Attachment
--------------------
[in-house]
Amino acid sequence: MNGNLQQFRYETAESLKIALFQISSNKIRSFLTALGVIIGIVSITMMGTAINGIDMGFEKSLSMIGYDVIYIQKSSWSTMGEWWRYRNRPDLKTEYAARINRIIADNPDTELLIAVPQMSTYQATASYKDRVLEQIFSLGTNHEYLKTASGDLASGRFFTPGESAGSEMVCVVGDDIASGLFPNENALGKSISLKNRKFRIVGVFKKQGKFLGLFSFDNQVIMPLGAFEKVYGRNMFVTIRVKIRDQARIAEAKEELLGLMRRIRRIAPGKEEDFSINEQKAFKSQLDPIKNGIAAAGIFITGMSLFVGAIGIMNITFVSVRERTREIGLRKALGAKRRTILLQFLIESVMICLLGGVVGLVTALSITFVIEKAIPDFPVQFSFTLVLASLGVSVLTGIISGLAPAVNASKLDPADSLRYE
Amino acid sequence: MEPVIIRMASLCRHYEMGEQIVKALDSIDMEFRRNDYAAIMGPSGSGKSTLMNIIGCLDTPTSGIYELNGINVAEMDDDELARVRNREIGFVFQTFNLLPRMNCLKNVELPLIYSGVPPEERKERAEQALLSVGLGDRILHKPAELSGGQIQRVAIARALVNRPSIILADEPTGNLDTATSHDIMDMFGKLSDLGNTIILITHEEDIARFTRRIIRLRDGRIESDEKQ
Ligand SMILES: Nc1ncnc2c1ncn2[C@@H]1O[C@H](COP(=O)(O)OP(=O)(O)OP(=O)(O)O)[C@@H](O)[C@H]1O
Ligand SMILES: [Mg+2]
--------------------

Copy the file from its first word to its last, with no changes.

[in-house]
Amino acid sequence: MNGNLQQFRYETAESLKIALFQISSNKIRSFLTALGVIIGIVSITMMGTAINGIDMGFEKSLSMIGYDVIYIQKSSWSTMGEWWRYRNRPDLKTEYAARINRIIADNPDTELLIAVPQMSTYQATASYKDRVLEQIFSLGTNHEYLKTASGDLASGRFFTPGESAGSEMVCVVGDDIASGLFPNENALGKSISLKNRKFRIVGVFKKQGKFLGLFSFDNQVIMPLGAFEKVYGRNMFVTIRVKIRDQARIAEAKEELLGLMRRIRRIAPGKEEDFSINEQKAFKSQLDPIKNGIAAAGIFITGMSLFVGAIGIMNITFVSVRERTREIGLRKALGAKRRTILLQFLIESVMICLLGGVVGLVTALSITFVIEKAIPDFPVQFSFTLVLASLGVSVLTGIISGLAPAVNASKLDPADSLRYE
Amino acid sequence: MEPVIIRMASLCRHYEMGEQIVKALDSIDMEFRRNDYAAIMGPSGSGKSTLMNIIGCLDTPTSGIYELNGINVAEMDDDELARVRNREIGFVFQTFNLLPRMNCLKNVELPLIYSGVPPEERKERAEQALLSVGLGDRILHKPAELSGGQIQRVAIARALVNRPSIILADEPTGNLDTATSHDIMDMFGKLSDLGNTIILITHEEDIARFTRRIIRLRDGRIESDEKQ
Ligand SMILES: Nc1ncnc2c1ncn2[C@@H]1O[C@H](COP(=O)(O)OP(=O)(O)OP(=O)(O)O)[C@@H](O)[C@H]1O
Ligand SMILES: [Mg+2]